I hesitate to tell you more. Because it might hurt my bank account.

Oh, what the hell.

The first brand I want to tell you about is Plantation. It’s fairly available, and it’s a producer with a really interesting story.

There’s a Cognac house in France called Maison Ferrand, after a gentleman by the name of Pierre. Their brandies are lovely, and not nearly as sought-after as some of the bigger names, so they tend to be a good value. The distillery is currently run by an extremely enthusiastic guy named Alexandre Gabriel. Alexandre, however, is not just interested in Cognac. He’s a rum lover from way back. So what he started doing was importing barrels of rum from all over the Caribbean, bringing them back to France, racking the contents into ex-Cognac barrels and letting them mellow in the French countryside for a couple of years.

The results are sublime.

Their range is extensive, but the ones I want to call out today are from Jamaica.

The first is a new all-the-time, very available bottling called Xaymaca, which is an old, archaic spelling of the island’s name itself. How it came about is an interesting story.

Not too long ago, Maison Ferrand managed to buy majority stakes in a couple of rum distilleries (Long Pond and Clarendon) in Jamaica. Just in case you’ve never experienced it, Jamaican rum can be really funky. This is due to a secondary fermentation they do that produces a ton of esters, making the rum just full of ripe (or overripe) fruit aromas, and other sour and interesting smells. They like their pot stills in Jamaica too, which allows more of that funk to make it through the stills. The market often demands a more subtle product, so large distilleries like Appleton will often mix that high-ester pot still rum with a column still product, which can be lovely. But the pot still produces a muscular spirit that’s challenging and worth the effort.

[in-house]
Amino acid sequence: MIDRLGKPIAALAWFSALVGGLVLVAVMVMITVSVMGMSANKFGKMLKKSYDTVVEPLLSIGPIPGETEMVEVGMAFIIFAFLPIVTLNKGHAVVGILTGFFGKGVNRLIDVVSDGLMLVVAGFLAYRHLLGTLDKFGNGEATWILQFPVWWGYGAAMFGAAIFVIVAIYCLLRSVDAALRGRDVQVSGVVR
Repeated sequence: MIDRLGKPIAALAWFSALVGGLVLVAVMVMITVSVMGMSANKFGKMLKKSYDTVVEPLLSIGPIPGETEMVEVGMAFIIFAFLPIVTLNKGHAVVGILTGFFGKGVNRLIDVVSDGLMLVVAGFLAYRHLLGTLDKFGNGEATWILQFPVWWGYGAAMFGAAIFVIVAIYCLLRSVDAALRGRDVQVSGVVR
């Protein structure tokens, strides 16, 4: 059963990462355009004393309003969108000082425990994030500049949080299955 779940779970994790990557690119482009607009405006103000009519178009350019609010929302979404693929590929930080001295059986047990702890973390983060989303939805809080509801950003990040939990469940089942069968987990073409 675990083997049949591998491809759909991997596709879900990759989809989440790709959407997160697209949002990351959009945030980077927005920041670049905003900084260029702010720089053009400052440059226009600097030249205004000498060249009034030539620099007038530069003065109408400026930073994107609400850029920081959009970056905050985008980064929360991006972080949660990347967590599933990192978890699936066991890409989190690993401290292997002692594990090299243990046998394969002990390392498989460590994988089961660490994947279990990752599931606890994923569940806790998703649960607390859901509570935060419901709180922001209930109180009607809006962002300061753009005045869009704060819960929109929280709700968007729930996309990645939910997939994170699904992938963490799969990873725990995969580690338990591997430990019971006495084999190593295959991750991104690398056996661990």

Xaymaca is a 100% pot-still rum from two Jamaican rum houses, no added sugar, and is pretty fantastic stuff for the money. Our favorite store in South SF has it for less than 25 bucks.

It sips well, and is a great introduction to the Cult of Hogo (that funk I was talking about.) Where it really shines, though, is in cocktails. Adding full-bodied pot still flavor to a Daiquiri — not the frozen strawberry kind — is always great, and this stuff makes an amazing Mai Tai.

The Xaymaca is a new expression, but Plantation has been bottling great rums for quite a while. They often do single-cask bottlings for specific liquor stores, and they do several single-distillery bottlings that are more widely available. The ones from Panama are worth looking out for. In SF, you can still get some older single-batch Jamaican rums from Plantation.

I have a couple of bottles of the Plantation Jamaica 2002. I have made a Mai Tai with it once, but it’s well aged and the subtle Jamaican funk, having been tempered by oak, was lost in the mix. I only sip it now. It’s a mix of a Plummer low-ester and a Wedderburn high-ester rum, aged 10 years on Jamaica in American oak and 3 years in France in ex-Cognac French oak casks. It really is tremendous stuff.

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Alexandre and me. I’m the dorky American.

Anna and I were lucky enough to be able to meet Alexandre — two days in a row, in fact. We went to a rum dinner at Trader Vic’s in Emeryville, where Alexandre was pouring several different expressions along with a rather tasty assortment of Polynesian-inspired fare cooked up by the chef at Vic’s. He had some wonderful stories to tell. (He told us the secret to making a small fortune — take a large fortune, run a distillery for several years, and voila! Small fortune!) We found out that he was also doing a Plantation and Pierre Ferrand tasting at Bitters & Bottles the next day, so we just couldn’t resist showing up, even if we were a bit hung over. We had a lovely conversation with him, and he signed a bottle of the Plantation 2002 for me — which is apparently as rare as hen’s teeth everywhere except in San Francisco, where some brilliant liquor distributor happened to buy a great deal of it.

As with most rums, it is absurdly cheap for what it is. (Current price is $52. I should get more. Where’s my wallet, anyway?)

Jamaican rum is enchanting stuff. It’s not for drinkers of weaker spirits — Bacardi White pales in comparison, no pun intended. I’d expect readers of the Jar could handle its mysteries. If you’re looking for a change, something to throw your palate into the Great Beyond, you can’t go wrong with some Jamaican funk.

And if you see ANY bottle of Plantation rum, it will be good. Buy without fear of regret. Oh, and the Pierre Ferrand cognac is definitely worth picking up.